owner/operator and the store.  In another embodiment, it may be that there is no transaction fee obtained from the user and, instead, the machine owner/operator may charge a fee directly to the store.  These and other variations and alternatives can be
reflected in the amounts calculated for the various deposit slips 2022.  Preferably, the deposit slips will also be imprinted with a control number for later verification.


In one embodiment, the apparatus will also print tags 2024 to be attached to the various coin bags that are being removed.  The tags will preferably indicate the denomination of coins in each bag and the number of coins of that denomination. 
Preferably, the coin bag tags will also be imprinted with a control number.  In one embodiment, the same control number is used for all of the printed items 2020, 2022, 2024.  The printed items 2020, 2022, 2024 may also contain other information such as
store location, machine identifier number, time and date and the like.


Preferably, the apparatus will record pertinent information, such as by using the computer to record information on non-volatile media.  The information recorded can include one or more of the beginning balance, the number and types of coin bags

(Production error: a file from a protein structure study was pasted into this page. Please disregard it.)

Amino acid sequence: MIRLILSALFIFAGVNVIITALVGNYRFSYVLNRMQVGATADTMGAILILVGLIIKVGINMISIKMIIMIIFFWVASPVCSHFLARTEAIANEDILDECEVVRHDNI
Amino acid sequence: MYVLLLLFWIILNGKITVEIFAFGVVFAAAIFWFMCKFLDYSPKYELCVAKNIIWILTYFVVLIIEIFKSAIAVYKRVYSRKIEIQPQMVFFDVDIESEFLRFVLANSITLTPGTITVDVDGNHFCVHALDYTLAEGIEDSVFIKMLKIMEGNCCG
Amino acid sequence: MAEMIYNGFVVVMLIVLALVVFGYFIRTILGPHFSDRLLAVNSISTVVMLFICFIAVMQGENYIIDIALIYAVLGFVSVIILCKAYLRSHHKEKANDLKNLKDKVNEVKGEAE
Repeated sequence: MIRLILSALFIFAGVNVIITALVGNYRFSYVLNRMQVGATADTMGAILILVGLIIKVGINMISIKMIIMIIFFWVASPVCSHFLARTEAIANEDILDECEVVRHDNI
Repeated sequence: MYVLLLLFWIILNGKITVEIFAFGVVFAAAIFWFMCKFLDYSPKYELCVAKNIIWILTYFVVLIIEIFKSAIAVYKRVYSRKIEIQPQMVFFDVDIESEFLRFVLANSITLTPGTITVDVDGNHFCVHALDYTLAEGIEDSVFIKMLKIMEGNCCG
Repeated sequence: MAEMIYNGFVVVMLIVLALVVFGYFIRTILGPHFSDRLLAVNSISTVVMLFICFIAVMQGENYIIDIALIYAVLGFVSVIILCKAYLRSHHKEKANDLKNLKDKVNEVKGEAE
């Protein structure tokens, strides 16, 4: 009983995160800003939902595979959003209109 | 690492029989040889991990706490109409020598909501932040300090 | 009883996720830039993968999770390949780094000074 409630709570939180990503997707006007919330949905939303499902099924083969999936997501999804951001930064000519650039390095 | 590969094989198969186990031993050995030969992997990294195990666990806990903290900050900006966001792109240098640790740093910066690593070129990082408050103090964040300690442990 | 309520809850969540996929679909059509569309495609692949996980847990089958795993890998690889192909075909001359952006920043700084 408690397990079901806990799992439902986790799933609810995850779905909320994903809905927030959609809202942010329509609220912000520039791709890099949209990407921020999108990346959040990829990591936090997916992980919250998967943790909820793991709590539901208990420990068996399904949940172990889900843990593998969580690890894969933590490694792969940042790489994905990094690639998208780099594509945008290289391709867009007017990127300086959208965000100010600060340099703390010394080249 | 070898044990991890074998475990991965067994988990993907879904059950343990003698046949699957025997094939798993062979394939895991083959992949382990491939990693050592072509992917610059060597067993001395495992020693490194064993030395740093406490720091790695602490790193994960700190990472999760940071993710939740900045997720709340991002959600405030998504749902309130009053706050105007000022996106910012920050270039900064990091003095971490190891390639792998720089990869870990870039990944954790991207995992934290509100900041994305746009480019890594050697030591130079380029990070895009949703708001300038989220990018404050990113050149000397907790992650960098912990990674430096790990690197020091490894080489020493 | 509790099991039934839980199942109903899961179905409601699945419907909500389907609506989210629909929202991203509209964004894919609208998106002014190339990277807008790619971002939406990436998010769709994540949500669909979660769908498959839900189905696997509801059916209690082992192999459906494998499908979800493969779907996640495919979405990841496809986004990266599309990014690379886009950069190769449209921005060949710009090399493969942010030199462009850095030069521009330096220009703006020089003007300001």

removed, the denomination and number of coins in each bag removed, the amounts of the respective deposits, the control number or numbers and the ending balance 2026.


In one embodiment, armored car personnel are also used to provided service and/or maintenance to the machine.  In one embodiment, the machine can provide requests or instructions for providing such service, such as by requesting or instructing
the armored car personnel to load additional or new coupons, to replenish the supply of paper, ink and the like 2028.  After the armored car personnel have finished their tasks, they will close the machine and return the machine to run mode.  At this
point, the machine will detect that the armored car access has ended and will record the ending time of the armored car access 2030.